MARQUETTE – Several residences and the Norlite Nursing Center were without regular water hook ups Sunday evening and much of Monday following a water main break on Homestead Street in Marquette.
Water was fully restored to the area by 4 p.m. Monday. The break was called into the Marquette City Police Department at 3:25 p.m. Sunday, according to its service log, and the Department of Public Works was notified.
By about 6 p.m., the DPW had closed down Homestead Street to deal with the problem.
DPW Superintendent Scott Cambensy said Monday morning crews had worked to provide temporary water hook-ups to most of the residences – including Norlite Nursing Center – which he said could come from a neighbor’s water line or a fire hydrant.
Eric Johnson, Norlite administrator, said the city was doing a really good job helping restore normal water service.
“They’ve been actively working on this since yesterday afternoon and hopefully they will have it all fixed up soon here in a short amount of time,” Johnson said Monday morning.
The nursing center is a 99-bed nursing and rehab facility located at 701 Homestead St.
“We’ve handled it very good here,” Johnson said of the loss of water service. “We’re working on our emergency preparedness that we have in place and all is going well, as smooth as it can.”
Cambensy said the city has responded to eight or nine water main breaks this winter, and during an average season there are about a dozen.
“That is slightly concerning that we’re already approaching that,” Cambensy said. “The large concern now is we’ve got over 90 (individual) services that have froze.”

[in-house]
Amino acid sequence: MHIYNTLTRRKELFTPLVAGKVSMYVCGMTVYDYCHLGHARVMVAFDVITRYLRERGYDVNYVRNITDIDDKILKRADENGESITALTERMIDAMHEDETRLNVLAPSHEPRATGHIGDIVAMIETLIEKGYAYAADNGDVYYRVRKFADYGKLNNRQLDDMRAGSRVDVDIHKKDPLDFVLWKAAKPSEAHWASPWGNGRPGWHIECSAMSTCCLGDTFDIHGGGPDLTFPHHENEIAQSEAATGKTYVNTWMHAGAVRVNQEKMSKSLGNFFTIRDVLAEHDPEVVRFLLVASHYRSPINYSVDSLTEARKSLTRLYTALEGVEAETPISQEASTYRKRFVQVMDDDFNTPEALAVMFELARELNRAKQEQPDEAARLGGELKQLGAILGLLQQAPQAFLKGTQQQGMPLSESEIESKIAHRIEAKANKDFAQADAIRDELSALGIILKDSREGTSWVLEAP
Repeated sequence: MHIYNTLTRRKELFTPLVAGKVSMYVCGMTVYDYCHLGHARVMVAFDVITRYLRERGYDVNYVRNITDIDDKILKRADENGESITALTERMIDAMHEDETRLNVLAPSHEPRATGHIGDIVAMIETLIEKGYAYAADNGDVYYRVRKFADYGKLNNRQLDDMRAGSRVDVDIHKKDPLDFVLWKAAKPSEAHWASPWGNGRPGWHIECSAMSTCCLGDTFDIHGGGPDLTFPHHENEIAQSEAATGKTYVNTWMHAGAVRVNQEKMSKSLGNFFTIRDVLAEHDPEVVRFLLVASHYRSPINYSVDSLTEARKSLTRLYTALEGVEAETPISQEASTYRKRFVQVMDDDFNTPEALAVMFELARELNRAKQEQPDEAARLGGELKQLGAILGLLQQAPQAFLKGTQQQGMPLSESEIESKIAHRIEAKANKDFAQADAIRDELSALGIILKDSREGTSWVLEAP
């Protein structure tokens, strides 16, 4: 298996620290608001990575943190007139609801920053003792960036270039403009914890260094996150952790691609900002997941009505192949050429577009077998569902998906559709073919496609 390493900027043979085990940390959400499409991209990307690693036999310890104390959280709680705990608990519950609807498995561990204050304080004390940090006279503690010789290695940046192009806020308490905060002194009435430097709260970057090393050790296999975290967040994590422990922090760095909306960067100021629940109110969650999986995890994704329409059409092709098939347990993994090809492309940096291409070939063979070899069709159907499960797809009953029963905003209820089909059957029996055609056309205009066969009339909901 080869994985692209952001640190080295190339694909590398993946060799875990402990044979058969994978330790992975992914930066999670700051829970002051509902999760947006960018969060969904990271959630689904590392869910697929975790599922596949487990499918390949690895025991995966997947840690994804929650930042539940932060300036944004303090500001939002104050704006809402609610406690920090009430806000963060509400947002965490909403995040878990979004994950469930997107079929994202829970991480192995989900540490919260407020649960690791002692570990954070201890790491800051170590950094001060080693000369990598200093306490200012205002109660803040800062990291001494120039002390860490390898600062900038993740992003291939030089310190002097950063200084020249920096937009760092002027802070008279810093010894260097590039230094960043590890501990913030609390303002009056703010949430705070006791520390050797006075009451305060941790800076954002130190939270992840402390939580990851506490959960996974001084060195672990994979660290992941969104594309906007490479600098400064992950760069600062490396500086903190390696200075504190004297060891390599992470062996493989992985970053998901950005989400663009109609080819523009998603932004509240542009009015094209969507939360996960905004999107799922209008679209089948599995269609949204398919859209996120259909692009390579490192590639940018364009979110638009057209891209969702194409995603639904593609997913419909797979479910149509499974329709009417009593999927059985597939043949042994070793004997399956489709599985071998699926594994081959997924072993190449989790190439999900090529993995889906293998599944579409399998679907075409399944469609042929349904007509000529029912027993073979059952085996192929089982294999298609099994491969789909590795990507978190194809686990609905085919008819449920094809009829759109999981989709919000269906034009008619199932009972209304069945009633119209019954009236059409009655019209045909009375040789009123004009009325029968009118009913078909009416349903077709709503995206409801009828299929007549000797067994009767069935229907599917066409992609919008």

Cambensy said the pipes – which connect residences and business to the larger water mains – can freeze for a number of reasons. All crawl-spaces, basements or other areas where water pipes are should be maintained at a temperature of at least 40 degrees, Cambensy said, noting in areas where this is not possible that heat tape is another good solution. Though, residents should check to make sure the tape is plugged in and functioning correctly.
While the 90 service freeze-ups are above the norm for a typical winter, Cambensy said 90 is still not as bad as it could be.
“The year that was really bad was in ’93-’94,” Cambensy said. “That year they had over 800.”
He also said the city tries to replace old piping while doing other projects that require the ground to be dug up.
“There’s a lot of people out there with water services that are galvanized lines that are 50, 60, 70 years old,” Cambensy said. “They’re probably running short on their life.”
For more tips on how to prevent frozen pipes, visit www.mqtcty.org/pworks-water.php. City residents who believe their service may be freezing should contact the DPW at 228-0444 from 7 a.m. to 5 p.m. Monday through Friday. Outside of normal business hours, residents should call 228-0488.
Jackie Stark can be reached at 906-228-2500, ext. 242.